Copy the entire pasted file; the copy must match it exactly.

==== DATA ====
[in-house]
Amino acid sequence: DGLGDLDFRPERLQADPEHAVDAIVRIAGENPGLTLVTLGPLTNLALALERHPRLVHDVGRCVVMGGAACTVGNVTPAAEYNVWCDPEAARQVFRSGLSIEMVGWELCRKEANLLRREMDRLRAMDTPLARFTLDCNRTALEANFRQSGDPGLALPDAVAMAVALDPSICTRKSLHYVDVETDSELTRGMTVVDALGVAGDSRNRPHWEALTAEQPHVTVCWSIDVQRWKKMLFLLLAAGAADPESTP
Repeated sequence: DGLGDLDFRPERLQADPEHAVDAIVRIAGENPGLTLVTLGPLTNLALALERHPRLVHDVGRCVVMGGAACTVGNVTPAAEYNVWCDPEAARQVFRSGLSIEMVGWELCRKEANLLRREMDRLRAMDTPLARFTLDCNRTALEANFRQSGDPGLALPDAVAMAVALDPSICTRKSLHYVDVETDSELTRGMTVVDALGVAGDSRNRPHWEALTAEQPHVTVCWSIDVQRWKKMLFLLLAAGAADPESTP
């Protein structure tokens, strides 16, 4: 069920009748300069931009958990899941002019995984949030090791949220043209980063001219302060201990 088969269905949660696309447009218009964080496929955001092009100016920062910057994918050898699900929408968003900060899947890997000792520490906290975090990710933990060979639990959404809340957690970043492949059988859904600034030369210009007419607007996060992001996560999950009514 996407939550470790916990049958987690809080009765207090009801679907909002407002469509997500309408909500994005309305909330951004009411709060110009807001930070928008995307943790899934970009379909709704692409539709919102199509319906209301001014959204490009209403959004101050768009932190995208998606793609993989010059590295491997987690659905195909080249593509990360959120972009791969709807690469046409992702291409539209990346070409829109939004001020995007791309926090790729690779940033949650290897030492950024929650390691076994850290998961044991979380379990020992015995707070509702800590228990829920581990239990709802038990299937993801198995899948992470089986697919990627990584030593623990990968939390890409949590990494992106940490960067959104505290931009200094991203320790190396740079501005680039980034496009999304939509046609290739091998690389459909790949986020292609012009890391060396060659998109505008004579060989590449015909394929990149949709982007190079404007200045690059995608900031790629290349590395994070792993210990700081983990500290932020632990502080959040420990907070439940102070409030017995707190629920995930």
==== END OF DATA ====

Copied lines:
[in-house]
Amino acid sequence: DGLGDLDFRPERLQADPEHAVDAIVRIAGENPGLTLVTLGPLTNLALALERHPRLVHDVGRCVVMGGAACTVGNVTPAAEYNVWCDPEAARQVFRSGLSIEMVGWELCRKEANLLRREMDRLRAMDTPLARFTLDCNRTALEANFRQSGDPGLALPDAVAMAVALDPSICTRKSLHYVDVETDSELTRGMTVVDALGVAGDSRNRPHWEALTAEQPHVTVCWSIDVQRWKKMLFLLLAAGAADPESTP
Repeated sequence: DGLGDLDFRPERLQADPEHAVDAIVRIAGENPGLTLVTLGPLTNLALALERHPRLVHDVGRCVVMGGAACTVGNVTPAAEYNVWCDPEAARQVFRSGLSIEMVGWELCRKEANLLRREMDRLRAMDTPLARFTLDCNRTALEANFRQSGDPGLALPDAVAMAVALDPSICTRKSLHYVDVETDSELTRGMTVVDALGVAGDSRNRPHWEALTAEQPHVTVCWSIDVQRWKKMLFLLLAAGAADPESTP
């Protein structure tokens, strides 16, 4: 069920009748300069931009958990899941002019995984949030090791949220043209980063001219302060201990 088969269905949660696309447009218009964080496929955001092009100016920062910057994918050898699900929408968003900060899947890997000792520490906290975090990710933990060979639990959404809340957690970043492949059988859904600034030369210009007419607007996060992001996560999950009514 996407939550470790916990049958987690809080009765207090009801679907909002407002469509997500309408909500994005309305909330951004009411709060110009807001930070928008995307943790899934970009379909709704692409539709919102199509319906209301001014959204490009209403959004101050768009932190995208998606793609993989010059590295491997987690659905195909080249593509990360959120972009791969709807690469046409992702291409539209990346070409829109939004001020995007791309926090790729690779940033949650290897030492950024929650390691076994850290998961044991979380379990020992015995707070509702800590228990829920581990239990709802038990299937993801198995899948992470089986697919990627990584030593623990990968939390890409949590990494992106940490960067959104505290931009200094991203320790190396740079501005680039980034496009999304939509046609290739091998690389459909790949986020292609012009890391060396060659998109505008004579060989590449015909394929990149949709982007190079404007200045690059995608900031790629290349590395994070792993210990700081983990500290932020632990502080959040420990907070439940102070409030017995707190629920995930």